News / Asia

    Khmer Rouge Tribunal Judge Criticizes Media Coverage

    Foreign judge Agnieszka Klonowiecka-Milart takes an oath during the swearing in ceremony at the royal palace in Phnom Penh in this July 3, 2006 file photo.
    Foreign judge Agnieszka Klonowiecka-Milart takes an oath during the swearing in ceremony at the royal palace in Phnom Penh in this July 3, 2006 file photo.

    A judge at the United Nations-backed Khmer Rouge tribunal in Cambodia has criticized media coverage of the ongoing war crimes trials after a series of reports that contained leaked confidential information.

    A Supreme Court Chamber Judge for the Khmer Rouge tribunal in Cambodia had harsh words late Thursday for the media’s coverage of its proceedings.

    The tribunal last year sentenced one former Khmer Rouge leader for crimes committed in the late 1970s and is in the process of trying four most senior leaders in a second case.

    But there is much debate over whether further leaders will stand trial in a potential third and fourth case, details of which were earlier this year leaked to the media.

    Judge Agnieszka Klonowiecka-Milart lashed out at recent media reporting on potential new defendants whose names were revealed in the leaked court documents.

    Speaking at the Foreign Correspondents Club of Thailand in Bangkok, she said what should be a confidential investigation is being hijacked by the media.

    “Arguments are being held in the fora of the media as opposed to the courtroom. And I think…oh, and that the confidential documents are being leaked, whether under the sanction of contempt or not, let’s leave it aside, but it’s ignoble," the judge said. "Even if it was already in the public domain it was wrong that it so happened. And, it’s not a reason to put it again in the public domain.”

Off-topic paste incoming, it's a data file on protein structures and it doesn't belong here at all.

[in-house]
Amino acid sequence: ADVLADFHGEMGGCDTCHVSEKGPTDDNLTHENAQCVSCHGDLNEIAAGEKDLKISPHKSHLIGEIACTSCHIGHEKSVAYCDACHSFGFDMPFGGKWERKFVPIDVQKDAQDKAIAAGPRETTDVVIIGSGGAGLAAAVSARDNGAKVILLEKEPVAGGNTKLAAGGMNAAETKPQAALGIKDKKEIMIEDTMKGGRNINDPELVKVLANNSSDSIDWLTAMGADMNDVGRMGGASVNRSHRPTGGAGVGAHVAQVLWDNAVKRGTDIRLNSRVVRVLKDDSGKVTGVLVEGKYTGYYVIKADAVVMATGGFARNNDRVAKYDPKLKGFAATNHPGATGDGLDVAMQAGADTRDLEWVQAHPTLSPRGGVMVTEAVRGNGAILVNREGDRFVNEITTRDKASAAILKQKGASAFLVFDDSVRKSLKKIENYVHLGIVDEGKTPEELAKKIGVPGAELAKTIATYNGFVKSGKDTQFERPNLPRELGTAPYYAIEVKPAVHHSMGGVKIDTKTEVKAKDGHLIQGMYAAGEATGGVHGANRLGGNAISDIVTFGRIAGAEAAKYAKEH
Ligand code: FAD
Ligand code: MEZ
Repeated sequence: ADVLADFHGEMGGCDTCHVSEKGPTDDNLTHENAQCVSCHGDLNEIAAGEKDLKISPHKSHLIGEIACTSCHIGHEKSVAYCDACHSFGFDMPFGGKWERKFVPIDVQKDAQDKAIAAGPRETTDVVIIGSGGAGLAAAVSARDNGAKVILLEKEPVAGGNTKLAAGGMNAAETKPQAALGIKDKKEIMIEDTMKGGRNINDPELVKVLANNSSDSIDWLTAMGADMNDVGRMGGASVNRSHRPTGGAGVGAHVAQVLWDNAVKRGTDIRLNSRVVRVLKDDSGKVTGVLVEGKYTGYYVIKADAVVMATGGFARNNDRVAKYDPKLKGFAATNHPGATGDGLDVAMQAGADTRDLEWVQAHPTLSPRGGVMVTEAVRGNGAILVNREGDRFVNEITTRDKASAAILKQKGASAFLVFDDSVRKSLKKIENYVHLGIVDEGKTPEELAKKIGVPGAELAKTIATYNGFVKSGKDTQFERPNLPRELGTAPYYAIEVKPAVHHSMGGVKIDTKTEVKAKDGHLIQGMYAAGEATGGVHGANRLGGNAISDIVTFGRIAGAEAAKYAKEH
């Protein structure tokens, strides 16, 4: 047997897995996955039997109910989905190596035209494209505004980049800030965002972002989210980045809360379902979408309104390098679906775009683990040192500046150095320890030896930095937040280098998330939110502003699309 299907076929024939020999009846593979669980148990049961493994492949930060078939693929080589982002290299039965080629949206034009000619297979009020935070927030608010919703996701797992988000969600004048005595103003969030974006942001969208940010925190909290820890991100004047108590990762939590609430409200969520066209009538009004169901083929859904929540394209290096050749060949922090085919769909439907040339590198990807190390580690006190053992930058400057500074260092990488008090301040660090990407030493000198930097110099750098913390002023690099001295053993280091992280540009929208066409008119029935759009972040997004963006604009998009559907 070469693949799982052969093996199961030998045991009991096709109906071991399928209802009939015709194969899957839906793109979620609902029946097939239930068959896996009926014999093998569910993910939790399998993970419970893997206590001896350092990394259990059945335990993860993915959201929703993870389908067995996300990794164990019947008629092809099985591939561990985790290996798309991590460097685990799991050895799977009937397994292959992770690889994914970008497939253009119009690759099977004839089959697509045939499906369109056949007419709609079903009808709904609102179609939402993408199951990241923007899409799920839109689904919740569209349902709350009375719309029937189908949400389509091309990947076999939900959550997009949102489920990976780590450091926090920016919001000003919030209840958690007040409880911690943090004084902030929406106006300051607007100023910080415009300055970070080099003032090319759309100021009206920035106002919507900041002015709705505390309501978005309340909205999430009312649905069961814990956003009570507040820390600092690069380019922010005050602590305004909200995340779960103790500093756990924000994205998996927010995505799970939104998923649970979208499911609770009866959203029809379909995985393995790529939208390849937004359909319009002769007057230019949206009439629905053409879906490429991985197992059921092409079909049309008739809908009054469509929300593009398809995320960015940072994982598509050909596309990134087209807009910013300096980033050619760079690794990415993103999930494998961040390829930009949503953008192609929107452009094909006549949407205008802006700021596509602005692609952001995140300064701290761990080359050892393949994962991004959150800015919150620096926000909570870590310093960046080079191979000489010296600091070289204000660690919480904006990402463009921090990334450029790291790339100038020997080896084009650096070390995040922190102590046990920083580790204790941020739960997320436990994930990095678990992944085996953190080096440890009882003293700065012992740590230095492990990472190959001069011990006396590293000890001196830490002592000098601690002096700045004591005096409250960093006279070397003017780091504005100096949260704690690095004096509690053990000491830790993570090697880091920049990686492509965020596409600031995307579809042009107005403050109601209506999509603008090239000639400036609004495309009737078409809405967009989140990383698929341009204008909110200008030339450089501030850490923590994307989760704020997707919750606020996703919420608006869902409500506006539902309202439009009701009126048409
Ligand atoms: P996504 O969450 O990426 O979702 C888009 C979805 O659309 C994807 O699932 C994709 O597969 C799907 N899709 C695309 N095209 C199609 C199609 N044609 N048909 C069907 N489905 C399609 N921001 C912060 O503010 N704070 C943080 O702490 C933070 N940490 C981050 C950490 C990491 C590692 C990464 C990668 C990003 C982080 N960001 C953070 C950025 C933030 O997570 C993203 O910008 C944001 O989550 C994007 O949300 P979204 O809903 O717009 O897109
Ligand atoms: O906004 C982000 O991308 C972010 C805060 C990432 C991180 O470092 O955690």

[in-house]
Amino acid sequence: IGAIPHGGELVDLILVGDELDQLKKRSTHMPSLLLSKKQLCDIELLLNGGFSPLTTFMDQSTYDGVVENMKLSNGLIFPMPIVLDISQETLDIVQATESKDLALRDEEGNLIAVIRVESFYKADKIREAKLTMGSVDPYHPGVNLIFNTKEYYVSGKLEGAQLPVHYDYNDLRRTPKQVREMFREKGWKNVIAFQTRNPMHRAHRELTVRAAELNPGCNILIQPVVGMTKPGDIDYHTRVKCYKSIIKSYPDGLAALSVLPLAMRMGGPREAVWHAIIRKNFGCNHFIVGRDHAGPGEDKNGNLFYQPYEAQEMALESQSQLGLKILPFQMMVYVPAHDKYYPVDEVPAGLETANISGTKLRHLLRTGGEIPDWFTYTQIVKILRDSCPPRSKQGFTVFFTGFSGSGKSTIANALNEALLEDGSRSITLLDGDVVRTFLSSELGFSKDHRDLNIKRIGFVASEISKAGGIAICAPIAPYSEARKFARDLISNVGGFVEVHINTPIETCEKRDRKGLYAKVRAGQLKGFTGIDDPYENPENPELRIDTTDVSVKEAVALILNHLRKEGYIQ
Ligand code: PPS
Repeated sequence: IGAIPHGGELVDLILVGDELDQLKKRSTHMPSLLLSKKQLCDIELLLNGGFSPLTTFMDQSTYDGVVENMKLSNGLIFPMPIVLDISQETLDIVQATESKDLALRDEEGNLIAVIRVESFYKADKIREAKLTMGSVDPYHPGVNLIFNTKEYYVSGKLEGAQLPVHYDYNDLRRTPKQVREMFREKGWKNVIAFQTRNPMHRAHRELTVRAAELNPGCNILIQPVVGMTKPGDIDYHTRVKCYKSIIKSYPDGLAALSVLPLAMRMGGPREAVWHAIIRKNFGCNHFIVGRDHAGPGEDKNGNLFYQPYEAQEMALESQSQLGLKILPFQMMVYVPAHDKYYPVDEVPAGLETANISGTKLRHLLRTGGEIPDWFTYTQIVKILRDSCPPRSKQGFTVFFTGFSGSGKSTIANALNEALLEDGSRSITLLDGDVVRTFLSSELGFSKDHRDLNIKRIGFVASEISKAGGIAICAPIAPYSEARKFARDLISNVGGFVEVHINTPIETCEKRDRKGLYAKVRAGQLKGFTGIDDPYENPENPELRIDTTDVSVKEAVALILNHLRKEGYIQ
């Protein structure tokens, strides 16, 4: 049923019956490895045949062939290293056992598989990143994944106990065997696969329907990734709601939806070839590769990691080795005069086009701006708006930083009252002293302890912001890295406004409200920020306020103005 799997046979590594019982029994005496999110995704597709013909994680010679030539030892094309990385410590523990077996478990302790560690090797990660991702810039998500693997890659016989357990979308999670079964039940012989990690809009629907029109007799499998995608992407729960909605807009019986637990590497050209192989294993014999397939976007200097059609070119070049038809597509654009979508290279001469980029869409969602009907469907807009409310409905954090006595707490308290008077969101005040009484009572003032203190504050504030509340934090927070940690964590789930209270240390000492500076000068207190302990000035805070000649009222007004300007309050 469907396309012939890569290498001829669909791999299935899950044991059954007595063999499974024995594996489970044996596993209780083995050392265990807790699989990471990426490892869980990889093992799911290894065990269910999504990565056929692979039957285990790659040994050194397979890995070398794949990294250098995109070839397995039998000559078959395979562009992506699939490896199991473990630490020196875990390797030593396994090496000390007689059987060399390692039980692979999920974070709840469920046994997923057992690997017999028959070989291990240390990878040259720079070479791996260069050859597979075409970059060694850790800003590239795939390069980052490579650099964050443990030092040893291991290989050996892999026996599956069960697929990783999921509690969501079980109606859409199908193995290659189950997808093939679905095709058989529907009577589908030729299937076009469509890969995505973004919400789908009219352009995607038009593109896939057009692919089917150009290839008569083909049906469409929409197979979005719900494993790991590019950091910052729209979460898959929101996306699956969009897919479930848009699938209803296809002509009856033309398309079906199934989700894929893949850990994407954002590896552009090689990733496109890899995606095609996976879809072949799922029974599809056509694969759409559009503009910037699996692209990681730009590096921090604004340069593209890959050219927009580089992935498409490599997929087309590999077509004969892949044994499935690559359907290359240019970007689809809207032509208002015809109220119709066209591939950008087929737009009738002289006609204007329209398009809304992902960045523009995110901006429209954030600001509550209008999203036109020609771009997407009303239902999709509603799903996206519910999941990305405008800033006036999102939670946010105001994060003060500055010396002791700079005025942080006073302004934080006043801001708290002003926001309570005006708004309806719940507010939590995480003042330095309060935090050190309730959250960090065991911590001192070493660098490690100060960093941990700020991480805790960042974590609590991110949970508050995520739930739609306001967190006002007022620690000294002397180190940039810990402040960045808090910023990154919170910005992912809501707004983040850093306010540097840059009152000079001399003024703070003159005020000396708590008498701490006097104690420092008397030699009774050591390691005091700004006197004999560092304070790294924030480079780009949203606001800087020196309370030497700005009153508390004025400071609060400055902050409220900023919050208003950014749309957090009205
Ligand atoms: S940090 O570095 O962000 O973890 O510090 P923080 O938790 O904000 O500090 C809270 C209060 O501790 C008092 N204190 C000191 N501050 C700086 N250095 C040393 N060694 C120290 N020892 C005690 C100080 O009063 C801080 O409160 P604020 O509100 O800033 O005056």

The tribunal’s Co-Investigating Judges this week instituted contempt proceedings against the Voice of America’s Khmer service for quoting from one leaked document and broadcasting its image.

    The court document was leaked earlier this year and its contents had already been revealed in other media reports, but the court only named VOA in its contempt proceedings.

    VOA issued a statement of concern about the potential “chilling effect” the threat could have on media coverage of the tribunal.

    Anne Heindel is a legal advisor for the Documentation Center of Cambodia, an organization that collects evidence of crimes committed during the Khmer Rouge era.

    She also spoke at the FCCT and said the leaks are driven by the tribunal’s practice of keeping information confidential throughout the investigations and trials, frustrating public awareness and adding to criticism of the court.

    “Because people feel that cases three and four are not being adequately investigated, that there’s… the national government has said they don’t want these cases, the internationals really don’t want to fund the cases, there’s a feeling that they aren’t going to happen for political reasons and not so much for legal reasons," Heindel said.  "This has led to a lot of information coming out through irregular channels and not through the court.”

    Since the tribunal’s founding, critics have accused it of being corrupt, too expensive and slow, as well as being vulnerable to political interference.

    Cambodia’s Prime Minister Hun Sen, himself a former Khmer Rouge, has publicly stated there should be no further trials because they could divide the country and lead to civil war.